*David Gandy actually lives in London but I swear he was moonlighting in Paris that evening.
5. French Swimming Baths Require Speedos
My parents-in-law live in Montmorillon, a small but perfectly formed medieval town in Central France, famous for its history (and macorons). They live in a house which has been standing since the 14th century and boasts a terraced garden over three levels. Every day, the locals would walk past the house and chat through the open windows which looked onto the river. The house is a riot of beautiful chaos over four floors, negotiated by a spiral staircase. Rural France, on all sides of the town, offers Van Gogh-esque landscapes; sunflowers hustling for the sunniest position as far as the eye can see, rivers for lazy kayaking or just lazing; more medieval towns full of light and shadow, secrets and revelations, ruins and works of art. It was hot. We went to the local pool. Jake was wearing board shorts. The staff, none of whom spoke any English (and our French was non-existent) proceeded to gesticulate in his direction, in a slightly panicked manner. I mean, he’s more of a jeans kind of guy but I thought he looked pretty good, all things considered. Long story short: refer to the title of this paragraph and all I’ll say is, the man is a great father and he did what he had to do to take Mollie swimming that day. And somewhere in Central France there remains a barely-worn pair of blue speedos.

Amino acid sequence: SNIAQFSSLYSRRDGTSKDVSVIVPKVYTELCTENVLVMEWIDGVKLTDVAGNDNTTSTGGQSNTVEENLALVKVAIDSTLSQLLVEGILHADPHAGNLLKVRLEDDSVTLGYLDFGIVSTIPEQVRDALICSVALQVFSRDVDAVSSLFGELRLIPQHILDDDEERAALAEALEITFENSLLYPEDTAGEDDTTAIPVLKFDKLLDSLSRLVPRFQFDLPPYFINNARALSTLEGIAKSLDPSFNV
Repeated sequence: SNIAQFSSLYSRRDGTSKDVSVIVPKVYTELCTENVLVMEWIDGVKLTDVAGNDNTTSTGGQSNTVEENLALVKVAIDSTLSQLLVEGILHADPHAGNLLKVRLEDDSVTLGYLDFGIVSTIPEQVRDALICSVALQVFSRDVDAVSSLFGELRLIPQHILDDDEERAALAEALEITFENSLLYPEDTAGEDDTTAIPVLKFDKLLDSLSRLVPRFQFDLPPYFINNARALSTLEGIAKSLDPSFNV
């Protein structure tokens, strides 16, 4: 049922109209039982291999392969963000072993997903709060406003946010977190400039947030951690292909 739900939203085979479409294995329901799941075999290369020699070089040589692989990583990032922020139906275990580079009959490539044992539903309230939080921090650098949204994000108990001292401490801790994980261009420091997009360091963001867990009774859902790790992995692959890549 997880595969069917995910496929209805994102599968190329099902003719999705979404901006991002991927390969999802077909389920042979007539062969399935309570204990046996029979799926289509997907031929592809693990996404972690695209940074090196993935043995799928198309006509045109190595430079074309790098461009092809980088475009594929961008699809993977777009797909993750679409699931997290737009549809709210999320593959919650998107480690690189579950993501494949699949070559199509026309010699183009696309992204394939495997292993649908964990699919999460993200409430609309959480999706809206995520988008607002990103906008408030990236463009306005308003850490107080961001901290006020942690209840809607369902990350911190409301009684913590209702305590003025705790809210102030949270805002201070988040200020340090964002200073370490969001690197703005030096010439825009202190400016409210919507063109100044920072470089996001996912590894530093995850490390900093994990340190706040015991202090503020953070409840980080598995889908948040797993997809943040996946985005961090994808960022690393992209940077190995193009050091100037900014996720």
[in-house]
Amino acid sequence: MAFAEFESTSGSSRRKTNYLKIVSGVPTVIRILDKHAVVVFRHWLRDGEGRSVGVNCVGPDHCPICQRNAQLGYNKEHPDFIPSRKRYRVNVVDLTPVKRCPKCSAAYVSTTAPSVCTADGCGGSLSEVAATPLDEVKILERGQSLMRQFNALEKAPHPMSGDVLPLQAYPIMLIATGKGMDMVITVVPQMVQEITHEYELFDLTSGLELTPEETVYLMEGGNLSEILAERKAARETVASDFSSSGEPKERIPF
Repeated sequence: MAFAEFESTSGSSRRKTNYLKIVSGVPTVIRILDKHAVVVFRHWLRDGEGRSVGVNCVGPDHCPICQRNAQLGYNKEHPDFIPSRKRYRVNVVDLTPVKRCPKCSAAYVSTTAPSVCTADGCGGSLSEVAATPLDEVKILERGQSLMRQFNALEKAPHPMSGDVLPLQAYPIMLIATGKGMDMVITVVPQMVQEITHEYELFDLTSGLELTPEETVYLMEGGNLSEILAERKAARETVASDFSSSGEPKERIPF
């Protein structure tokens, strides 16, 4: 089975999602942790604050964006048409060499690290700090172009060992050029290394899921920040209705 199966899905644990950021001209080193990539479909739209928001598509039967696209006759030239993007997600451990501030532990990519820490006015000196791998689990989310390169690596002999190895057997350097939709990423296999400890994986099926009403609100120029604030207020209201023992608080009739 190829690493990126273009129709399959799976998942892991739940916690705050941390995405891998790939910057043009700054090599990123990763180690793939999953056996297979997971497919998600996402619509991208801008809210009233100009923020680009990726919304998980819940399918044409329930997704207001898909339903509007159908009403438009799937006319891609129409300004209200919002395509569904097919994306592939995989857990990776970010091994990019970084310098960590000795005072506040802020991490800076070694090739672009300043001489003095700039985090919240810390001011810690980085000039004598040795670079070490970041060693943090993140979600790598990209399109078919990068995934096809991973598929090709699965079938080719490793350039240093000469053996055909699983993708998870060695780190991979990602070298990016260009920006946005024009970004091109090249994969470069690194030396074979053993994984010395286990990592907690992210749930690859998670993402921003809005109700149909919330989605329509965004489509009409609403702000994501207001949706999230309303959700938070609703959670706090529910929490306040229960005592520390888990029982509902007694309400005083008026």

6. A Piece of My Heart Will Always Live in England